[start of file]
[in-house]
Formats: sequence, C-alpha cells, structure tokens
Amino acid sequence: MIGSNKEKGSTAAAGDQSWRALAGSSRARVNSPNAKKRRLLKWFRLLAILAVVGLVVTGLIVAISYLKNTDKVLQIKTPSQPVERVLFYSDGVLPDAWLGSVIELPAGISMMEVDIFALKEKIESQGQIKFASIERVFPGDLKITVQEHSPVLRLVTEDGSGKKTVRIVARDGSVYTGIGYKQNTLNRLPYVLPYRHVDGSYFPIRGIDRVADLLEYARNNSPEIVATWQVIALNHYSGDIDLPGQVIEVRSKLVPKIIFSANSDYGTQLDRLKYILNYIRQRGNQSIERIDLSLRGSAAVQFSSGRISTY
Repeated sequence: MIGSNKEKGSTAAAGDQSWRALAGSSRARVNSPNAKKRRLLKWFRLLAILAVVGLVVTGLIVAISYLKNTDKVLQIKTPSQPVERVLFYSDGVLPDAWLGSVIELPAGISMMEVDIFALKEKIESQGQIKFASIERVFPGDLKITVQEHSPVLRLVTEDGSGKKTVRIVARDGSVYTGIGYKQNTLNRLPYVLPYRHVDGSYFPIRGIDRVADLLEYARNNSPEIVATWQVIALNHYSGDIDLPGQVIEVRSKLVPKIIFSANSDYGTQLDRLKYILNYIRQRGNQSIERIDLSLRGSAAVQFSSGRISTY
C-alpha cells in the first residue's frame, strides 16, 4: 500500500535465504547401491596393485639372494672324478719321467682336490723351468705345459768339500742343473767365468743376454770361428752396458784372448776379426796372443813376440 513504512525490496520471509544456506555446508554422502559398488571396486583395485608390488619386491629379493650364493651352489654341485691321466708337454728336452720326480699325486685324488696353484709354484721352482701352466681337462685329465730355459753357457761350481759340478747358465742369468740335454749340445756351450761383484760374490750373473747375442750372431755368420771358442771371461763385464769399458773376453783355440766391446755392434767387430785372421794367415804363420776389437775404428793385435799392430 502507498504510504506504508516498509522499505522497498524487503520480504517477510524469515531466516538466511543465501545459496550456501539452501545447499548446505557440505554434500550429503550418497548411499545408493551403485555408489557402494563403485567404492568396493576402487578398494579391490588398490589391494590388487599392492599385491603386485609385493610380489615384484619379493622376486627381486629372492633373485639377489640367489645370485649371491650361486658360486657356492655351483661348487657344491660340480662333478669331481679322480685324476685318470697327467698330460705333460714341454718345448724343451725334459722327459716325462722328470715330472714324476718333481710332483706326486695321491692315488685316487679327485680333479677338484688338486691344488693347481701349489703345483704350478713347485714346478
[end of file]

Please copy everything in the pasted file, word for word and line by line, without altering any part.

[in-house]
Formats: sequence, C-alpha cells, structure tokens
Amino acid sequence: MIGSNKEKGSTAAAGDQSWRALAGSSRARVNSPNAKKRRLLKWFRLLAILAVVGLVVTGLIVAISYLKNTDKVLQIKTPSQPVERVLFYSDGVLPDAWLGSVIELPAGISMMEVDIFALKEKIESQGQIKFASIERVFPGDLKITVQEHSPVLRLVTEDGSGKKTVRIVARDGSVYTGIGYKQNTLNRLPYVLPYRHVDGSYFPIRGIDRVADLLEYARNNSPEIVATWQVIALNHYSGDIDLPGQVIEVRSKLVPKIIFSANSDYGTQLDRLKYILNYIRQRGNQSIERIDLSLRGSAAVQFSSGRISTY
Repeated sequence: MIGSNKEKGSTAAAGDQSWRALAGSSRARVNSPNAKKRRLLKWFRLLAILAVVGLVVTGLIVAISYLKNTDKVLQIKTPSQPVERVLFYSDGVLPDAWLGSVIELPAGISMMEVDIFALKEKIESQGQIKFASIERVFPGDLKITVQEHSPVLRLVTEDGSGKKTVRIVARDGSVYTGIGYKQNTLNRLPYVLPYRHVDGSYFPIRGIDRVADLLEYARNNSPEIVATWQVIALNHYSGDIDLPGQVIEVRSKLVPKIIFSANSDYGTQLDRLKYILNYIRQRGNQSIERIDLSLRGSAAVQFSSGRISTY
C-alpha cells in the first residue's frame, strides 16, 4: 500500500535465504547401491596393485639372494672324478719321467682336490723351468705345459768339500742343473767365468743376454770361428752396458784372448776379426796372443813376440 513504512525490496520471509544456506555446508554422502559398488571396486583395485608390488619386491629379493650364493651352489654341485691321466708337454728336452720326480699325486685324488696353484709354484721352482701352466681337462685329465730355459753357457761350481759340478747358465742369468740335454749340445756351450761383484760374490750373473747375442750372431755368420771358442771371461763385464769399458773376453783355440766391446755392434767387430785372421794367415804363420776389437775404428793385435799392430 502507498504510504506504508516498509522499505522497498524487503520480504517477510524469515531466516538466511543465501545459496550456501539452501545447499548446505557440505554434500550429503550418497548411499545408493551403485555408489557402494563403485567404492568396493576402487578398494579391490588398490589391494590388487599392492599385491603386485609385493610380489615384484619379493622376486627381486629372492633373485639377489640367489645370485649371491650361486658360486657356492655351483661348487657344491660340480662333478669331481679322480685324476685318470697327467698330460705333460714341454718345448724343451725334459722327459716325462722328470715330472714324476718333481710332483706326486695321491692315488685316487679327485680333479677338484688338486691344488693347481701349489703345483704350478713347485714346478